When budding star-architect Robert Adam returned from his Grand Tour in 1758, he needed to find clients for the glamorous style he had developed in Italy. He knew that only the very rich would be able to pay for the grandeur he designed. Thus, he and his brothers settled close to High Society. They set up their home first at St. James’s Place, then at Lower Grosvenor Street in London. It was most important for Robert to be regarded as a gentleman architect rather than a professional architect, as he feared that being the latter would lower his status to a mere craftsmen. Robert displayed the many sketches he had made in Italy in his home, while the drawing office was located at New Bond Street, ‘invisible’ for his clients.
It was difficult for the ambitious Adam brothers to find their first commissions. Aristocrats who hadn’t mind Robert’s company abroad in Italy weren’t willing to socialise with him in snobbish London. Eventually, two women were instrumental in starting the Adam brothers’ career. Continue reading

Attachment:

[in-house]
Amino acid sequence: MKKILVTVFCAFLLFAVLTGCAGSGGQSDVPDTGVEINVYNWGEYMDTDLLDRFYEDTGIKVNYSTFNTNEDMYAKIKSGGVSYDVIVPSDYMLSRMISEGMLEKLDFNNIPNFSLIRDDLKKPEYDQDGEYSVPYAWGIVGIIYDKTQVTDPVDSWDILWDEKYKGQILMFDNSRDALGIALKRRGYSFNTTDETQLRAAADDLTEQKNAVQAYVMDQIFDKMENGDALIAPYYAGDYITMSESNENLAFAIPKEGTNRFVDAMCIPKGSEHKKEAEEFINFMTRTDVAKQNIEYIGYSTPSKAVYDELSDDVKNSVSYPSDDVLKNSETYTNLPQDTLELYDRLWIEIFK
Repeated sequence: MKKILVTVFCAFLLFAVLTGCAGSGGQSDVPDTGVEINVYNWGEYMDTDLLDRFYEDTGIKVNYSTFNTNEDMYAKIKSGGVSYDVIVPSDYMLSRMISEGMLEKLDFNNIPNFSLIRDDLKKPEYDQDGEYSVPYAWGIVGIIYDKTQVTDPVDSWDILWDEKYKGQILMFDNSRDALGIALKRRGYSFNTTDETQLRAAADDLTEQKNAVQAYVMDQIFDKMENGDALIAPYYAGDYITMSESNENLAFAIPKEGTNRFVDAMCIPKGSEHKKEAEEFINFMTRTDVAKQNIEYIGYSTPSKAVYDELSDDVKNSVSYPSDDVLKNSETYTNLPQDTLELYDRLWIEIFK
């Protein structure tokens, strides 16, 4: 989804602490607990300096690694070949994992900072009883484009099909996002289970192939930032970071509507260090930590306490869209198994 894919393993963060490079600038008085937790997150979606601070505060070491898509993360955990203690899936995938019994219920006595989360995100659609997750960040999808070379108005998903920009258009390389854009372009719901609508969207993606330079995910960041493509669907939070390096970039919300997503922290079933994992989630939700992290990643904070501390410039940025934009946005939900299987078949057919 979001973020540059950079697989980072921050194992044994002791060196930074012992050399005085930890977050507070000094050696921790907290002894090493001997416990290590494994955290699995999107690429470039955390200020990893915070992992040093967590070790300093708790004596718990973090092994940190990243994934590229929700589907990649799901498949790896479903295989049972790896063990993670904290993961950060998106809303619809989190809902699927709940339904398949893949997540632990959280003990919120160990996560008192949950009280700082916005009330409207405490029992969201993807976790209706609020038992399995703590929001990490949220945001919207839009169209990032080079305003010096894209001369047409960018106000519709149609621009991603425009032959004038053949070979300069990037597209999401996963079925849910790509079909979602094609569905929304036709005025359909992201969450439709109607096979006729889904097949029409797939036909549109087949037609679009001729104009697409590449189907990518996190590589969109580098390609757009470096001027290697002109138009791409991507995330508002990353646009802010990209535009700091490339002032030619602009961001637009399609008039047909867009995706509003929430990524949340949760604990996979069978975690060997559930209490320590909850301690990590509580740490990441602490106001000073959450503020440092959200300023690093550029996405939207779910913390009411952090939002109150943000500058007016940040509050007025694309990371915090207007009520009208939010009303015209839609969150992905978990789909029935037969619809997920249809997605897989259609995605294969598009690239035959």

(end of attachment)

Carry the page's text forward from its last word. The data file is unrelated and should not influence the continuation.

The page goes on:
I have a great treat waiting for me this year: “Picnic with Emma”, a historical dance. The theme is of course based on “Emma”, the novel by Jane Austen, published in 1815. It refers to the picnic at Box Hill that heroine Emma attends with her friends and neighbours:
“They had a very fine day for Box Hill … Nothing was wanting but to be happy when they got there. Seven miles were travelled in expectation of enjoyment, and every body had a burst of admiration on first arriving.”
Picnics first evolved in early nineteenth century Britain. They were regarded as a fashionable social entertainment, and each participant contributed a share of the provisions, to be enjoyed together.
Though a picnic was the pleasurable pursuit of the leisured people, it means that the participants were dressed for an outdoor activity not for an elaborate indoors assembly as a ball. Ladies would wear walking dresses and gentlemen would be seen in riding habits.
No ball gowns for the historical dance! Bad news for my red lace empire-style dress: It will have to stay at home. So I need a new costume, fitting the period and an Austenque picnic. Making one will be fun!
What to wear for a picnic in 1815? Continue reading